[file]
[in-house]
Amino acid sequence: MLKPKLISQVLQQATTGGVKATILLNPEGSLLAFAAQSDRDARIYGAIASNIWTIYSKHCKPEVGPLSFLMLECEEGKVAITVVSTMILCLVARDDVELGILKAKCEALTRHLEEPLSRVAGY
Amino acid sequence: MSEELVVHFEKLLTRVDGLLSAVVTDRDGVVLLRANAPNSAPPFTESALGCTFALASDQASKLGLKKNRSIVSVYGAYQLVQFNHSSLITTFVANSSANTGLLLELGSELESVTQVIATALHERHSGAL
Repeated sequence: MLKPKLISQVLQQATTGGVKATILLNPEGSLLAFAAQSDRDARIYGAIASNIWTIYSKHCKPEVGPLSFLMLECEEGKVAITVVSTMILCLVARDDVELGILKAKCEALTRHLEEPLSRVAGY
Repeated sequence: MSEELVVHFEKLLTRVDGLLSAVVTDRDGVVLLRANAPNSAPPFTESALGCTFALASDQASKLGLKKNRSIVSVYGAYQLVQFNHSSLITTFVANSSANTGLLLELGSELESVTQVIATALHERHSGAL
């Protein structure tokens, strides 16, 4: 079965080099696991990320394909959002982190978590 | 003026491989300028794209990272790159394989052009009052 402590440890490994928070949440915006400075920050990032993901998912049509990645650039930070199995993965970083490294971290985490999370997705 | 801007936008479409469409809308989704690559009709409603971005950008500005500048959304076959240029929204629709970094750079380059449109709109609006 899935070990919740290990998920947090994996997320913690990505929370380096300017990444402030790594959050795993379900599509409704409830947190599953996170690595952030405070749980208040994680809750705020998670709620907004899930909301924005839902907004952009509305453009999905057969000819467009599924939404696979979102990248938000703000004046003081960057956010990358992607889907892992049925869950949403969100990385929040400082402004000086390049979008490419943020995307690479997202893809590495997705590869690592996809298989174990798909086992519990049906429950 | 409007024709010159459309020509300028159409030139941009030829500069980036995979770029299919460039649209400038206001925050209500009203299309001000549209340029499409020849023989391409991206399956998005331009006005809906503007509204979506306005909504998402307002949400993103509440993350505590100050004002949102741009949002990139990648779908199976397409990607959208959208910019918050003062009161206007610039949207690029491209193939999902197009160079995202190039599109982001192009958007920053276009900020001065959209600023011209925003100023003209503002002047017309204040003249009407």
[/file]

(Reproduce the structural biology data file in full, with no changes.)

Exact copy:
[in-house]
Amino acid sequence: MLKPKLISQVLQQATTGGVKATILLNPEGSLLAFAAQSDRDARIYGAIASNIWTIYSKHCKPEVGPLSFLMLECEEGKVAITVVSTMILCLVARDDVELGILKAKCEALTRHLEEPLSRVAGY
Amino acid sequence: MSEELVVHFEKLLTRVDGLLSAVVTDRDGVVLLRANAPNSAPPFTESALGCTFALASDQASKLGLKKNRSIVSVYGAYQLVQFNHSSLITTFVANSSANTGLLLELGSELESVTQVIATALHERHSGAL
Repeated sequence: MLKPKLISQVLQQATTGGVKATILLNPEGSLLAFAAQSDRDARIYGAIASNIWTIYSKHCKPEVGPLSFLMLECEEGKVAITVVSTMILCLVARDDVELGILKAKCEALTRHLEEPLSRVAGY
Repeated sequence: MSEELVVHFEKLLTRVDGLLSAVVTDRDGVVLLRANAPNSAPPFTESALGCTFALASDQASKLGLKKNRSIVSVYGAYQLVQFNHSSLITTFVANSSANTGLLLELGSELESVTQVIATALHERHSGAL
């Protein structure tokens, strides 16, 4: 079965080099696991990320394909959002982190978590 | 003026491989300028794209990272790159394989052009009052 402590440890490994928070949440915006400075920050990032993901998912049509990645650039930070199995993965970083490294971290985490999370997705 | 801007936008479409469409809308989704690559009709409603971005950008500005500048959304076959240029929204629709970094750079380059449109709109609006 899935070990919740290990998920947090994996997320913690990505929370380096300017990444402030790594959050795993379900599509409704409830947190599953996170690595952030405070749980208040994680809750705020998670709620907004899930909301924005839902907004952009509305453009999905057969000819467009599924939404696979979102990248938000703000004046003081960057956010990358992607889907892992049925869950949403969100990385929040400082402004000086390049979008490419943020995307690479997202893809590495997705590869690592996809298989174990798909086992519990049906429950 | 409007024709010159459309020509300028159409030139941009030829500069980036995979770029299919460039649209400038206001925050209500009203299309001000549209340029499409020849023989391409991206399956998005331009006005809906503007509204979506306005909504998402307002949400993103509440993350505590100050004002949102741009949002990139990648779908199976397409990607959208959208910019918050003062009161206007610039949207690029491209193939999902197009160079995202190039599109982001192009958007920053276009900020001065959209600023011209925003100023003209503002002047017309204040003249009407």